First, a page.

Jump to ContentJump to Main Navigation
Muslims in BritainRace, Place and Identities$
Users without a subscription are not able to see the full content.

Peter Hopkins and Richard Gale

Print publication date: 2009

Print ISBN-13: 9780748625871

Published to Edinburgh Scholarship Online: September 2012

DOI: 10.3366/edinburgh/9780748625871.001.0001

Show Summary Details
Page of

PRINTED FROM EDINBURGH SCHOLARSHIP ONLINE (www.edinburgh.universitypressscholarship.com). (c) Copyright Edinburgh University Press, 2020. All Rights Reserved. An individual user may print out a PDF of a single chapter of a monograph in ESO for personal use.date: 31 March 2020

‘You Seem Very Westernised to Me’: Place, Identity and Othering of Muslim Workers in the UK Labour Market

‘You Seem Very Westernised to Me’: Place, Identity and Othering of Muslim Workers in the UK Labour Market

Chapter:
(p.37) Chapter 3 ‘You Seem Very Westernised to Me’: Place, Identity and Othering of Muslim Workers in the UK Labour Market
Source:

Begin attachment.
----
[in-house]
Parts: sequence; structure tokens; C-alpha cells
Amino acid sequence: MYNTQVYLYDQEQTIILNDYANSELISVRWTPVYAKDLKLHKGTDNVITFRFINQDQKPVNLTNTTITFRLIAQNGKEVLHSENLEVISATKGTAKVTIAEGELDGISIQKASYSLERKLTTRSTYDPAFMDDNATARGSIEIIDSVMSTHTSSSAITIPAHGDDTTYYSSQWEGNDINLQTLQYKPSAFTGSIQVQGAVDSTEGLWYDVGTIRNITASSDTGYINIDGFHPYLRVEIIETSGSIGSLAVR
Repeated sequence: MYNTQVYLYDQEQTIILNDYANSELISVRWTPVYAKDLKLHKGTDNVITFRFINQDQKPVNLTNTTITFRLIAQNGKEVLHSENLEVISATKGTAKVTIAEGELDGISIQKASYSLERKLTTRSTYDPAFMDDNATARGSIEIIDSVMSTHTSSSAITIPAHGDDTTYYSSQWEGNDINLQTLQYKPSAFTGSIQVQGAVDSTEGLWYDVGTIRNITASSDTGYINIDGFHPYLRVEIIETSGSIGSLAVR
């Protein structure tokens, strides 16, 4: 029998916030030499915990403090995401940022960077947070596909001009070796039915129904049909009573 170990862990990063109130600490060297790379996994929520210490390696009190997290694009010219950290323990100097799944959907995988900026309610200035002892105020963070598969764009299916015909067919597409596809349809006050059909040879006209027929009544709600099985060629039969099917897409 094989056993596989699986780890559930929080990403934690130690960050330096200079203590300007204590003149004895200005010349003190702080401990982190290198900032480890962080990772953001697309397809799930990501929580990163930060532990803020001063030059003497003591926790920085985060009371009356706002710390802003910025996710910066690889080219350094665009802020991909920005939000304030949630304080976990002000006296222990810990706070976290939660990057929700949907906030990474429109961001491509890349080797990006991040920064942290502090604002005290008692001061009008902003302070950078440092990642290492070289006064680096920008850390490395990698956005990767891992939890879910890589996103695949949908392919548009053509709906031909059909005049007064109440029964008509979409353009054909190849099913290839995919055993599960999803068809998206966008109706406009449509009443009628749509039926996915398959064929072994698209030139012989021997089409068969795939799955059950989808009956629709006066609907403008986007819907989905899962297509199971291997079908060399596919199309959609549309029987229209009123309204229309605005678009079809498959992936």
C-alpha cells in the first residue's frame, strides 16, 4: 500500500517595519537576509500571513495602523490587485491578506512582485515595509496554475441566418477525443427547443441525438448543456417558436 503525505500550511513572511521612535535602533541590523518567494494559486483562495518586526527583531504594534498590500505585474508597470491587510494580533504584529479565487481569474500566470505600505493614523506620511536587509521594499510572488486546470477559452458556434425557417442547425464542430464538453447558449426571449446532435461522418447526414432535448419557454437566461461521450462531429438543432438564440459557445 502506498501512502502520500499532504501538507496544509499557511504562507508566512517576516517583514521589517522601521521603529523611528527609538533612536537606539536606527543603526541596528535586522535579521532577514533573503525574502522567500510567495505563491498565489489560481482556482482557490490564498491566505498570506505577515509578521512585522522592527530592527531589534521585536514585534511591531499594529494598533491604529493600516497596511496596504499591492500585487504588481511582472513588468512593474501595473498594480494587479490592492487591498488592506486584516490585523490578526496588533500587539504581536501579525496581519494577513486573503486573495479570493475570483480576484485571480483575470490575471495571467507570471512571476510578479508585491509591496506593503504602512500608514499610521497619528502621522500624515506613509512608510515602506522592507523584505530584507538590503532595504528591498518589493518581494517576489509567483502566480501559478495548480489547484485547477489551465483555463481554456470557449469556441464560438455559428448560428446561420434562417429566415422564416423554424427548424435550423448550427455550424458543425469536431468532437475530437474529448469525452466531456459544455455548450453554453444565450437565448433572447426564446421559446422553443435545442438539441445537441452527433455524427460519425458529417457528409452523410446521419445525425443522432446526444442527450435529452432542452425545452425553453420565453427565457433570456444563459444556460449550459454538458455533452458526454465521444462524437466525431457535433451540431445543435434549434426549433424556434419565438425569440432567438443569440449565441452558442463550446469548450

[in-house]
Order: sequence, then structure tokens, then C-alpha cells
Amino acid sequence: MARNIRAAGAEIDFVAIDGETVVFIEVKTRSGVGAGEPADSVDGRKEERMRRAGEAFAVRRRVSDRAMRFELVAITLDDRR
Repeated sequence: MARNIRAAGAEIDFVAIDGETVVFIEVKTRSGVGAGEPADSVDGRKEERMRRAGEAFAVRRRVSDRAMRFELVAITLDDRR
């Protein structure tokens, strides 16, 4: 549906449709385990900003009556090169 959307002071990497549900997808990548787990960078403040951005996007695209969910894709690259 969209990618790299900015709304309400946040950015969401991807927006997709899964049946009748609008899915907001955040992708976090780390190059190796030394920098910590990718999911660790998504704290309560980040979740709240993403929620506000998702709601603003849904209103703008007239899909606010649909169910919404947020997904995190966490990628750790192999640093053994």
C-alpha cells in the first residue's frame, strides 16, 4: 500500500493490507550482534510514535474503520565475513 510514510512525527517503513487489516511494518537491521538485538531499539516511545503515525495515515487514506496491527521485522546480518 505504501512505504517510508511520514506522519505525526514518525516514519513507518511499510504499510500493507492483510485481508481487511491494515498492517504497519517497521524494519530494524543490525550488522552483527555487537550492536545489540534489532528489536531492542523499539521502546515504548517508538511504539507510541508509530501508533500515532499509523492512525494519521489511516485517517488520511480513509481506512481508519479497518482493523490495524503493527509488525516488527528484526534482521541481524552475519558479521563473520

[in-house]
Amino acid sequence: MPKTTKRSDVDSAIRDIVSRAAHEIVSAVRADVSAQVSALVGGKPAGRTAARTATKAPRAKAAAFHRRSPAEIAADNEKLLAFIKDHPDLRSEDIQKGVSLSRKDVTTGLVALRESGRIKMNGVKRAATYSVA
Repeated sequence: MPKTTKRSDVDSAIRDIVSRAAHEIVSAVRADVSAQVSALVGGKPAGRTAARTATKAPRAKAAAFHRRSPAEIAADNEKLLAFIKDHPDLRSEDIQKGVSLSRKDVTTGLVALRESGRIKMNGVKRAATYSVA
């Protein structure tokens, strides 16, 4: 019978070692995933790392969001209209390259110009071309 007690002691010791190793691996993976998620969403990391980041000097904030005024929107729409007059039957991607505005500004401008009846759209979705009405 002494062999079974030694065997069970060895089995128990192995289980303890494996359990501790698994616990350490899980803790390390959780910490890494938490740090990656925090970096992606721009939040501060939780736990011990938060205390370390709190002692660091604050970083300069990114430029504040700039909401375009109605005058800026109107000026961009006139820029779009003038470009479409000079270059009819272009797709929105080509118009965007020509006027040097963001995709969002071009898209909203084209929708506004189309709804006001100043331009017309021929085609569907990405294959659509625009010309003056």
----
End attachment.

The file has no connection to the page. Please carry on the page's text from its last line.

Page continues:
Muslims in Britain
Author(s):

Peter Hopkins

Richard Gale

Publisher:
Edinburgh University Press
DOI:10.3366/edinburgh/9780748625871.003.0003

This chapter describes the quantitative evidence concerning British Muslims' employment and the types of explanation that are advanced for the differential success of distinct ethnic minority groups. The quantitative studies indicate that there is some form of ‘Islamic penalty’. From the research with Pakistanis, three interlinked sets of disadvantages are determined which might develop an ‘Islamic penalty’ in the UK labour market. Even after allowing for the effect of living in a ward with high unemployment, Muslims appeared to suffer an employment penalty. The politics of race and ethnicity were significant impacts on the labour market, particularly in Slough. In Reading, ignorance could result in insensitivity and failure to try to recruit among ethnic minorities. Paid work is usually secondary to the obligations of women. Current ‘racial discrimination’ against Muslims may be connected to a fear of terrorism that makes employers more hostile to overt expressions of ‘Muslimness’.

Keywords:   employment, British Muslims, Islamic penalty, Pakistanis, UK labour market, race, ethnicity, Slough, Reading, racial discrimination

Edinburgh Scholarship Online requires a subscription or purchase to access the full text of books within the service. Public users can however freely search the site and view the abstracts and keywords for each book and chapter.

Please, subscribe or login to access full text content.

If you think you should have access to this title, please contact your librarian.

To troubleshoot, please check our FAQs, and if you can't find the answer there, please contact us.